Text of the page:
5 Ways the Apple Watch can Save Your Life.

It is true that your Watch should not replace your doctor or other health professionals, but the health features that come with Apple Watch over the years is really impressive. With the announcement of the new Apple Watch Series 5 (available for pre-order) and WatchOS 6 (that will be available for download on Sept. 19), this device is quickly taking over some responsibilities of our medical professionals. The following are the five ways Apple Watch can help save your life.

1. Warn you of loud noises to protect you from hearing damage

A lot of time, People seek help for their hearing loss after it is late. The reason for this is because hearing loss happens gradually, due to a combination of environmental and genetic factors. Apple plans to tackle environmental factors with its Noise app, an Apple Watch feature that detects loud noises (over 90dB) and informs you about the risk of hearing loss. You buy your Noise app on September 16th, when WatchOS 6 bring out Apple watches.

2. It tracks your menstrual cycle

To keep a closer watch on your periods is very important; it helps you understand your general health: irregular menstrual cycles can lead to conditions such as infertility, polycystic ovary syndrome, osteoporosis, and transition to menopause. But, the good news is that finally, Apple is catching up with femtech by adding the new cycle tracking feature to Apple Watches. And integrating this feature into the iPhone's Health app, Llke the Noise app, cycle tracking will be available on September 16th, when iOS 13 and WatchOS 6 will be released to everyone.

3. It detects falls and calls for help

When Apple Watch Series 4 launched the fall detection feature, people laughed about those old “I have fallen and I cannot stand up TV ads. But falling is not a laughing matter for people who really can’t help themselves up: Folks has attributed this feature with saving their lives since its introduction. This feature works by sounding alarmed if you fall and sending a push notification asking you are fine. If the watch does not detect any movement, it will call emergency services or predesignated emergency contacts for help.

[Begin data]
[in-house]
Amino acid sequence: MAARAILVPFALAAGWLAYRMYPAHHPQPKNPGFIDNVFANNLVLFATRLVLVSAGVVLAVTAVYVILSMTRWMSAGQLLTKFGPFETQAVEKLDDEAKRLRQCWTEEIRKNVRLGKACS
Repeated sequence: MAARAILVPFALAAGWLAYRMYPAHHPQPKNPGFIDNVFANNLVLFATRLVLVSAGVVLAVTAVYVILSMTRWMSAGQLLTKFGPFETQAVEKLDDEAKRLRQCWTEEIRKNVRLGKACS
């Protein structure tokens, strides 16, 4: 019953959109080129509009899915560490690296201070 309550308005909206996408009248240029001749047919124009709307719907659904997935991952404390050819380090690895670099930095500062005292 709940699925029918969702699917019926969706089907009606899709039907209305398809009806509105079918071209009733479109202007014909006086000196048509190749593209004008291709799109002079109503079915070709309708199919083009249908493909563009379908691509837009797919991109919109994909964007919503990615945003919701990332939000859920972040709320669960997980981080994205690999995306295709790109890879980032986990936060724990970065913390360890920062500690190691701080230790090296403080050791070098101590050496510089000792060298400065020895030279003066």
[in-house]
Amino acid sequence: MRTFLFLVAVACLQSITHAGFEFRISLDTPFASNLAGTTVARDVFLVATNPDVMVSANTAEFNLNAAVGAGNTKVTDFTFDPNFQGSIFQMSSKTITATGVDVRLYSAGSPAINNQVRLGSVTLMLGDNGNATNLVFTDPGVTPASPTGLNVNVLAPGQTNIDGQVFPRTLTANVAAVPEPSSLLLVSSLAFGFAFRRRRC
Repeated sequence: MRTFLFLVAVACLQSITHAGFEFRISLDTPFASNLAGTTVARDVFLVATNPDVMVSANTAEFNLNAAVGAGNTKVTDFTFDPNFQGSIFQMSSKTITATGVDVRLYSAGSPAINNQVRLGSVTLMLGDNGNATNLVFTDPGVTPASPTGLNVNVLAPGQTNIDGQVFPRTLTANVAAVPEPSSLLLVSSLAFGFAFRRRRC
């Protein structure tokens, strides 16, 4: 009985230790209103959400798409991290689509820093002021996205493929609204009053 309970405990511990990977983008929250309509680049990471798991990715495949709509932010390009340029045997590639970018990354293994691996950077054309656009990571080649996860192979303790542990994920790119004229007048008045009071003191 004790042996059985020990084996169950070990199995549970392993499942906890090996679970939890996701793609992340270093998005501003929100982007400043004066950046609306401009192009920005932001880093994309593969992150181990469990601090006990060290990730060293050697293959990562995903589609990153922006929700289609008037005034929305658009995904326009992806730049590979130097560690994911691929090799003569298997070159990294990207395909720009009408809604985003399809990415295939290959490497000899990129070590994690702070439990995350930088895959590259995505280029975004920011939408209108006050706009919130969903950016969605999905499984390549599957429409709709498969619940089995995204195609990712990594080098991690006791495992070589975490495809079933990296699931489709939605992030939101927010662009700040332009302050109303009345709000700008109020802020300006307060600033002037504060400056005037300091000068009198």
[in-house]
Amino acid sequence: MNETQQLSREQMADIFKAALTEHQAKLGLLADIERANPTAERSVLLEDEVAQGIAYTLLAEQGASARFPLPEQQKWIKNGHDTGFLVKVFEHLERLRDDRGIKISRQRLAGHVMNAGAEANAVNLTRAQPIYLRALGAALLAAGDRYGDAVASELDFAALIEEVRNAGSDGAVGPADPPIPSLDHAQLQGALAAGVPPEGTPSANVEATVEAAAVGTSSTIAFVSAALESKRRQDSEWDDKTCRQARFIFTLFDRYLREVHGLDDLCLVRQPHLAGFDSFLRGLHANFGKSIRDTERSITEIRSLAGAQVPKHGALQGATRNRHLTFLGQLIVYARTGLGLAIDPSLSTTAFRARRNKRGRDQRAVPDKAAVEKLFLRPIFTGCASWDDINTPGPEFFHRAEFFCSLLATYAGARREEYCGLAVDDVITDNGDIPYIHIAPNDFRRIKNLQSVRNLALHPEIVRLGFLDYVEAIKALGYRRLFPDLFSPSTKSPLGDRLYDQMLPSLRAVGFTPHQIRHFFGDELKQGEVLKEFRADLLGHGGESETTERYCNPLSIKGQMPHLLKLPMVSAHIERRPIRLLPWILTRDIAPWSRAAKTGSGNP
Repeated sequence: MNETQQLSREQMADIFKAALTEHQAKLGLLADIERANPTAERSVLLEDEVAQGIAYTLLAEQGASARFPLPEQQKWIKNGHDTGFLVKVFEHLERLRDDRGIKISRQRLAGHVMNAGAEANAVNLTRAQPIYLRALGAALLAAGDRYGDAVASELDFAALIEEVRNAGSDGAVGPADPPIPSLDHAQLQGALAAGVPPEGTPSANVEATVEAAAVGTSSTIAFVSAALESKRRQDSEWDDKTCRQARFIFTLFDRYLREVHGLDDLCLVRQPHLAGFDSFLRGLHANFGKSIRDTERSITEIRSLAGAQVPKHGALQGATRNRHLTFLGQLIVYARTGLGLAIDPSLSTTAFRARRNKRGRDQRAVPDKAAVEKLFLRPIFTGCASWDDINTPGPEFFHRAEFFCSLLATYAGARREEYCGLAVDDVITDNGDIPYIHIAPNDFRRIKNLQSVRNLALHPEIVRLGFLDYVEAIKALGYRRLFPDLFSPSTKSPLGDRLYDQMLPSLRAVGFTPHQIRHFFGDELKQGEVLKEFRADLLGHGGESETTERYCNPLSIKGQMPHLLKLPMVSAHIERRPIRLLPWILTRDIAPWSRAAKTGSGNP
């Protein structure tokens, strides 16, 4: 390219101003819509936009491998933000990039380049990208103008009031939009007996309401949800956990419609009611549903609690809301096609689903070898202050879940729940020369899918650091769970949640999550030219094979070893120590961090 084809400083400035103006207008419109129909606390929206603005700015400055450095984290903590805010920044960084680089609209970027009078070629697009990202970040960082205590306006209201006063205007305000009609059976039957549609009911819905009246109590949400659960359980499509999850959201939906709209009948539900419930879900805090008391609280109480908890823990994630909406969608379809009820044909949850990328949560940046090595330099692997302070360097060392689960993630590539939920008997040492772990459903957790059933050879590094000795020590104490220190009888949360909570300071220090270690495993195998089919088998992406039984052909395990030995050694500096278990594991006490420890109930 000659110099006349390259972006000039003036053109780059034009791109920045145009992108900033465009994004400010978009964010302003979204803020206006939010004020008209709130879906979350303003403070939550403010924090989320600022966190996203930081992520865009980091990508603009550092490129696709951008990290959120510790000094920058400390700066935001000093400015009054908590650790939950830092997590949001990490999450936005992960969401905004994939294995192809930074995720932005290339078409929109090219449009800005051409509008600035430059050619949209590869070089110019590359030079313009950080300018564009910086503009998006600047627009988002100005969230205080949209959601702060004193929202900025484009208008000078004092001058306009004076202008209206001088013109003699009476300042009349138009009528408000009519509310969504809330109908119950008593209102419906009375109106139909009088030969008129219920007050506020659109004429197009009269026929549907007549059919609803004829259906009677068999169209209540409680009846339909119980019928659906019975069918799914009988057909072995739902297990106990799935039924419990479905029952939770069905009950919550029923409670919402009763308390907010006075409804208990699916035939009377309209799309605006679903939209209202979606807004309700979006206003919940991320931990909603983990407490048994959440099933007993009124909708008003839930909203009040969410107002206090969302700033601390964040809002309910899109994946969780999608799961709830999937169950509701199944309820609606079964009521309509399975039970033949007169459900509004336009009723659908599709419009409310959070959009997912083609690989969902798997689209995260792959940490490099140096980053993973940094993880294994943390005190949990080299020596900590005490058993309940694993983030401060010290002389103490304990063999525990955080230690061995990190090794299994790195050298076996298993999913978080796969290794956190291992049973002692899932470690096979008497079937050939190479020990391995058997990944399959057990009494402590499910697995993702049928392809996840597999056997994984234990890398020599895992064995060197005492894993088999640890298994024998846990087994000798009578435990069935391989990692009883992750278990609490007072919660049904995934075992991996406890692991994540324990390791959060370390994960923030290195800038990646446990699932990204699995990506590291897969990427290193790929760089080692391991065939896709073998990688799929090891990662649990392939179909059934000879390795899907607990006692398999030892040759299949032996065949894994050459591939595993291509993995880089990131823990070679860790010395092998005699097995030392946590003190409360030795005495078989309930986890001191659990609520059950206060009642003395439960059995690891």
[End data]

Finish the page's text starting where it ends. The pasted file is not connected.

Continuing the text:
4. It alerts you if your heart rhythm is abnormal

The Apple Watch ECG app has received mixed reviews from experts and consumers since its release on Apple Watch 4 in 2018. The app also detects atrial fibrillation, one of the most common heart rhythms, through a 30 seconds test. These uneven heartbeats are not always medically unsafe but can lead to complications such as blood clots, blood clots, stroke, including heart failure. Also, WatchOS 6 checks your heart rate from time to time using the automatic heart rate sensor and will alert you if you notice anything abnormal.

5. It detects high and low heart rate

Just like the AFib feature, Apple Watch can as well identify high heart rates and low heart rates. First, you need to manually enter what you will recognize as the high and low heart rates for you in the Apple Watch app on your iPhone. If your watch detects a heart rate higher or lower than these ranges, you will be notified. Although some health experts and researchers argue that this feature can trigger false alarms. For example, healthy people usually have a lower than normal heart rate, which may trigger a notification. Even if this is the case, at least, something is better than nothing - my personal opinion on this heart rate detection is that a few false alarms are beyond worth a single life saved.

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